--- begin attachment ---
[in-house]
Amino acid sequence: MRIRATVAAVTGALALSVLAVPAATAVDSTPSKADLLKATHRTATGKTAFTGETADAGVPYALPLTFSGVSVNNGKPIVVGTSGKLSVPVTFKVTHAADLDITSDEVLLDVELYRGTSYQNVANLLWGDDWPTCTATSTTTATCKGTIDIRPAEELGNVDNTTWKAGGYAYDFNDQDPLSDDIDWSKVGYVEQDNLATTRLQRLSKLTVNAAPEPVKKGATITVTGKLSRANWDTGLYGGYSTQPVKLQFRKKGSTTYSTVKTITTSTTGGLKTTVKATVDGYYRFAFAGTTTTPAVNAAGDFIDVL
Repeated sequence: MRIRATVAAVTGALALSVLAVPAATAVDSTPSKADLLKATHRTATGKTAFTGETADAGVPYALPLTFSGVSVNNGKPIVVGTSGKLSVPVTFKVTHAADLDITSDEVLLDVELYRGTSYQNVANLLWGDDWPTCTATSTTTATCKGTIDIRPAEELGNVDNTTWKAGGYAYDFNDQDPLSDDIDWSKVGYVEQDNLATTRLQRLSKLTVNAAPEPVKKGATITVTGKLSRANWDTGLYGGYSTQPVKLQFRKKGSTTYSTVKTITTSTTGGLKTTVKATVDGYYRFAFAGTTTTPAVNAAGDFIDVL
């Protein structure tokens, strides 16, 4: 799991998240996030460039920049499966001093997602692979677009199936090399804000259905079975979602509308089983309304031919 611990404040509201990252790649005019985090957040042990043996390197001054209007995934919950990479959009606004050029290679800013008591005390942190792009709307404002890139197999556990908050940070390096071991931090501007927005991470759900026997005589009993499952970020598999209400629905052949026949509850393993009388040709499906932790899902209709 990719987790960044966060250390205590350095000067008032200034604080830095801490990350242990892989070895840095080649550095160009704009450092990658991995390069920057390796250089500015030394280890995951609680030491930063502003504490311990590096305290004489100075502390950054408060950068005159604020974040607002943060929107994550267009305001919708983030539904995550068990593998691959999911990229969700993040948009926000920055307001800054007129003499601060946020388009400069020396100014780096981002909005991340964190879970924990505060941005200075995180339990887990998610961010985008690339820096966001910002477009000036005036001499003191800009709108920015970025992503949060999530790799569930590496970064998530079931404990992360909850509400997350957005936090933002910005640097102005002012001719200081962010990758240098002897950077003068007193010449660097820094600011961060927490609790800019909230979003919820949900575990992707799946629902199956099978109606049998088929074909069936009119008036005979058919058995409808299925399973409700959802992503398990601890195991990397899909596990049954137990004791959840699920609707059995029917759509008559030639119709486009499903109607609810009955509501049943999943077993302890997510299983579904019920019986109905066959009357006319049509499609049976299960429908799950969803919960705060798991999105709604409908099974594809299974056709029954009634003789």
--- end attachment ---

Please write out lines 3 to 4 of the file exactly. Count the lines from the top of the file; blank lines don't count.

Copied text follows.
Repeated sequence: MRIRATVAAVTGALALSVLAVPAATAVDSTPSKADLLKATHRTATGKTAFTGETADAGVPYALPLTFSGVSVNNGKPIVVGTSGKLSVPVTFKVTHAADLDITSDEVLLDVELYRGTSYQNVANLLWGDDWPTCTATSTTTATCKGTIDIRPAEELGNVDNTTWKAGGYAYDFNDQDPLSDDIDWSKVGYVEQDNLATTRLQRLSKLTVNAAPEPVKKGATITVTGKLSRANWDTGLYGGYSTQPVKLQFRKKGSTTYSTVKTITTSTTGGLKTTVKATVDGYYRFAFAGTTTTPAVNAAGDFIDVL
């Protein structure tokens, strides 16, 4: 799991998240996030460039920049499966001093997602692979677009199936090399804000259905079975979602509308089983309304031919 611990404040509201990252790649005019985090957040042990043996390197001054209007995934919950990479959009606004050029290679800013008591005390942190792009709307404002890139197999556990908050940070390096071991931090501007927005991470759900026997005589009993499952970020598999209400629905052949026949509850393993009388040709499906932790899902209709 990719987790960044966060250390205590350095000067008032200034604080830095801490990350242990892989070895840095080649550095160009704009450092990658991995390069920057390796250089500015030394280890995951609680030491930063502003504490311990590096305290004489100075502390950054408060950068005159604020974040607002943060929107994550267009305001919708983030539904995550068990593998691959999911990229969700993040948009926000920055307001800054007129003499601060946020388009400069020396100014780096981002909005991340964190879970924990505060941005200075995180339990887990998610961010985008690339820096966001910002477009000036005036001499003191800009709108920015970025992503949060999530790799569930590496970064998530079931404990992360909850509400997350957005936090933002910005640097102005002012001719200081962010990758240098002897950077003068007193010449660097820094600011961060927490609790800019909230979003919820949900575990992707799946629902199956099978109606049998088929074909069936009119008036005979058919058995409808299925399973409700959802992503398990601890195991990397899909596990049954137990004791959840699920609707059995029917759509008559030639119709486009499903109607609810009955509501049943999943077993302890997510299983579904019920019986109905066959009357006319049509499609049976299960429908799950969803919960705060798991999105709604409908099974594809299974056709029954009634003789």